The most serious global financial crisis in post–World War II history, up to that point, flared up over the summer of 1982. Mexico found it was unable to service its external debts and turned to the United States and the International Monetary Fund (IMF) for help.
The leaders of the IMF and the Federal Reserve acted to prevent the collapse of Mexico’s finances from precipitating a potentially catastrophic global financial crisis: Jacques de Larosière, then managing director of the IMF, who celebrated his 90th birthday on November 12, 2019, and then Fed chair Paul A. Volcker, who died a month later at 92. Together they worked tirelessly to contain the crisis by devising new tools and approaches. Had they not acted decisively, the crisis would have caused a global recession on the scale of the 2008–09 recession.
The global debt crisis had been building since the mid-1970s as countries financed their external deficits via loans syndicated by the major international banks. In 1982, the combined external debt of the 17 countries most seriously affected by the crisis was $392 billion, of which $291 billion was owed to foreign banks. Claims of US banks on these countries well exceeded their capitalization. The exposures of British, French, German, Swiss, and Japanese banks were only slightly smaller. Mexico led the league in the size of its bank debt, and its 1981 current account deficit was 6.2 percent of its GDP.
Following the devaluation of the peso in March 1982, Mexican officials regularly visited Washington to meet with de Larosière and staff, US Treasury officials, and Volcker and myself. Everyone hoped that Mexico could stumble along until December 1982, when a new president of Mexico, Miguel de la Madrid, would take office. It was not to be. In mid-August, Mexico ran out of foreign exchange. US officials led by the Treasury cobbled together enough financing to enable Mexico to continue to make interest and principal payments to its banks for a few days. Volcker reached out to other G-10 central bankers to implement a novel collective bridge loan to provide Mexico with additional immediate financing that would be repaid out of an IMF program. The US Treasury and Federal Reserve financed half the bridge.
Subsequently, in November 1982, de Larosière announced that the financing package in support of the IMF program should include not only the banks’ agreement to the rescheduling of 1982 principal arrears and principal payments coming due in 1983 but also their proportionate participation in a new $5 billion loan to Mexico. Crucially, later that day, Volcker stated that the “credits should not be subject to supervisory criticism.” This extraordinary, controversial, but essential supervisory forbearance enabled US banks to participate without reserving against their old and new exposures.
Before the IMF program for Mexico was off the drawing board, Argentina followed Mexico into external financial crisis. It received a collective bridge loan, with US Treasury participation, to prefinance its IMF program.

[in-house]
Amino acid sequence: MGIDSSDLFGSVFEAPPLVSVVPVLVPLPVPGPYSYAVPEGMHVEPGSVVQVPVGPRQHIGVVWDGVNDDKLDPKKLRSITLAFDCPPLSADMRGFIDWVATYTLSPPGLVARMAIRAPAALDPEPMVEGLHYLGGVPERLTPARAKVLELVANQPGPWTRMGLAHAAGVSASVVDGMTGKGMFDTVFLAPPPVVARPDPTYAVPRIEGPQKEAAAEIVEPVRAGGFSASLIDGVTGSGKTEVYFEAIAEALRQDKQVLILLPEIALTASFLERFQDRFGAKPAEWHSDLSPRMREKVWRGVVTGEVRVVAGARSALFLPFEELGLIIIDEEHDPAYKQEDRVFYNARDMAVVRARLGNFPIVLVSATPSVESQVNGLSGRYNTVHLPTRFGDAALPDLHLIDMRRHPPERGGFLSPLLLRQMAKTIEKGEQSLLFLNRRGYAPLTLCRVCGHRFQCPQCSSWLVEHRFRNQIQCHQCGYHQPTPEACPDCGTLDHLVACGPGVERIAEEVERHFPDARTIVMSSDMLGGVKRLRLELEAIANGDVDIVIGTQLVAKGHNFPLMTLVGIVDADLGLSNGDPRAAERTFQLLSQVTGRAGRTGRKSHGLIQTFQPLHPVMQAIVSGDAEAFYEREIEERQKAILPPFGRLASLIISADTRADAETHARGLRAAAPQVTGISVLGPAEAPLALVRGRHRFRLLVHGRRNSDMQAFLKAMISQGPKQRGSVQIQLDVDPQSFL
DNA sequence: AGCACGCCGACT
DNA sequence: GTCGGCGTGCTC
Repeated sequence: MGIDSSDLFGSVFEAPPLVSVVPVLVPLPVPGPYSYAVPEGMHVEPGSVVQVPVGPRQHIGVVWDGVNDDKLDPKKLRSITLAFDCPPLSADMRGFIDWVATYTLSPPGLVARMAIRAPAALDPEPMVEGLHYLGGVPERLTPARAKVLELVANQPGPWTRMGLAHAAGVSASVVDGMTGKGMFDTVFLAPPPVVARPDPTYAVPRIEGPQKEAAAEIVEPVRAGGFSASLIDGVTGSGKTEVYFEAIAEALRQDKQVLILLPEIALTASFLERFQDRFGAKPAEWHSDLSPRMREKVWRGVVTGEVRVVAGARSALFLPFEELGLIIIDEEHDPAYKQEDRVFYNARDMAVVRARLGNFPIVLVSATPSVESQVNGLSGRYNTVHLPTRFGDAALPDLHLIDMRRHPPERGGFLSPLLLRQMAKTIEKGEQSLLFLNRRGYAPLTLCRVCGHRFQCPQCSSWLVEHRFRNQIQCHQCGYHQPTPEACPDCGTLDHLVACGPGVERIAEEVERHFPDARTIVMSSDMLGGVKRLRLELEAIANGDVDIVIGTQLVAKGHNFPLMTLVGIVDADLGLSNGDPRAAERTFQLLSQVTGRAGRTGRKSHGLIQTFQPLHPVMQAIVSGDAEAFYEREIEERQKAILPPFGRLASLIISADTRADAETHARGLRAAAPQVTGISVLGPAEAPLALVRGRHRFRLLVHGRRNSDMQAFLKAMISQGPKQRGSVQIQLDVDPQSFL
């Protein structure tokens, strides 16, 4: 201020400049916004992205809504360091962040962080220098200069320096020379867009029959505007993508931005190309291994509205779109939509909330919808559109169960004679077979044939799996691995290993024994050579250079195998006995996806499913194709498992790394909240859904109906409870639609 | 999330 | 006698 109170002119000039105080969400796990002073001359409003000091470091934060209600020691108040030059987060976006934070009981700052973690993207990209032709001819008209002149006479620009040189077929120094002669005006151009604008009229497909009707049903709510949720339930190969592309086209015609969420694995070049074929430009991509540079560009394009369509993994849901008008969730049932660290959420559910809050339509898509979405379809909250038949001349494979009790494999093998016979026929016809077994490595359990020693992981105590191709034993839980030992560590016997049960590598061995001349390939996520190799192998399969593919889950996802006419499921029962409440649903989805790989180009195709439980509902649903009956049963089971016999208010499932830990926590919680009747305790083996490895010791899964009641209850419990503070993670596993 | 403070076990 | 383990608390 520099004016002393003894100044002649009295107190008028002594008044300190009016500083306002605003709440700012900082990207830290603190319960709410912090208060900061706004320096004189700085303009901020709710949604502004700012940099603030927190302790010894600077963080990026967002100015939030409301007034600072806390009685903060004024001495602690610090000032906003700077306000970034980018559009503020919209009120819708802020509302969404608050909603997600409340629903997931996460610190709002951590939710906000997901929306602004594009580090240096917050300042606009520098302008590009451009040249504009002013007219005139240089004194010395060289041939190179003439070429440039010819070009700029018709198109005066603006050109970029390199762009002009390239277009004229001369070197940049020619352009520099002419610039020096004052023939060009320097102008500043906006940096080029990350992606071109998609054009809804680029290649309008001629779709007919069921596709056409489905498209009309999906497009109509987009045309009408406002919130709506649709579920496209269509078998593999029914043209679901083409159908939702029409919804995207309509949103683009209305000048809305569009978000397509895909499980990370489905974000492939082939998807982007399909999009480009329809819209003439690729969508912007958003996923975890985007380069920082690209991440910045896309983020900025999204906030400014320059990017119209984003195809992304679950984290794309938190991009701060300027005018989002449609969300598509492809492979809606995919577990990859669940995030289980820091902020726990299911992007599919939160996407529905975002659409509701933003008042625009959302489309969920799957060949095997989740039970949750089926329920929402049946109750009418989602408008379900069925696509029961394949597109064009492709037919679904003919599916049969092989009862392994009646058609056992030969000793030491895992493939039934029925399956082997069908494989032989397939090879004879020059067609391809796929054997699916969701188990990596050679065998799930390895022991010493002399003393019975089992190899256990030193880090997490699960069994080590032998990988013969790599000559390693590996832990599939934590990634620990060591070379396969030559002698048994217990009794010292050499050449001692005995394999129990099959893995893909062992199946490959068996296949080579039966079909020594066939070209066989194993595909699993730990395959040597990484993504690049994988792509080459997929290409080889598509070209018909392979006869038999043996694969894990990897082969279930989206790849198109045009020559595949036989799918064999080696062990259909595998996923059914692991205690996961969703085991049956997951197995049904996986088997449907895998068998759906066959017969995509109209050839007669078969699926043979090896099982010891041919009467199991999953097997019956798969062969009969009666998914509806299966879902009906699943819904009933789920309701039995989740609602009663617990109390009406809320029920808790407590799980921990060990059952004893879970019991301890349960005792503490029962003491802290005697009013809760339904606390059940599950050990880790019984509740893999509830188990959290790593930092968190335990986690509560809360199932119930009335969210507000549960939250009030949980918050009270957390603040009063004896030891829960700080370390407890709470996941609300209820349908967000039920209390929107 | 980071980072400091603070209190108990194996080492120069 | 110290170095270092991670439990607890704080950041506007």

Volcker and de Larosière, seeing that the crisis would spread, decided that the approach used in the Mexican and Argentine cases should be formalized and generalized. The Volcker Plan sketched out how it would apply not only to Mexico, Argentina, and Brazil but also to the Philippines and (former) Yugoslavia, countries of importance to Japan and Europe. Volcker received the necessary endorsement from the US Treasury and the White House.
Unfortunately, the countries that qualified in 1983 were not able to tap financial markets sufficiently to meet 1984 principal payments. Those debts were also rescheduled. But these annual negotiations were time-consuming and failed to recognize uneven debt profiles in the out years. The de Larosière-Volcker response was to encourage the banks to negotiate multi-year restructuring agreements linked to enhanced IMF surveillance of the borrowers’ policies.
Almost all the major South American countries and several in other regions ended up with variations of the basic approach applied on a case-by-case basis. However, many continued to struggle. The 1980s have been described correctly as a lost decade for much of Latin America and other countries in the developing world, though some countries did better than others. But in 1982–83 global debt crisis was at least contained. Final resolution, in which Volcker and the Federal Reserve were less involved, required two more major chapters: one in 1985 led by Treasury Secretary James Baker and the other in 1989 led by Treasury Secretary Nicholas Brady.
Author’s Note: In the 1980s, I was director of the Division of International Finance of the Board of Governors of the Federal Reserve System. I participated in and was a close observer of most of what I have described. I thank several of my current and former colleagues for their comments on an earlier draft.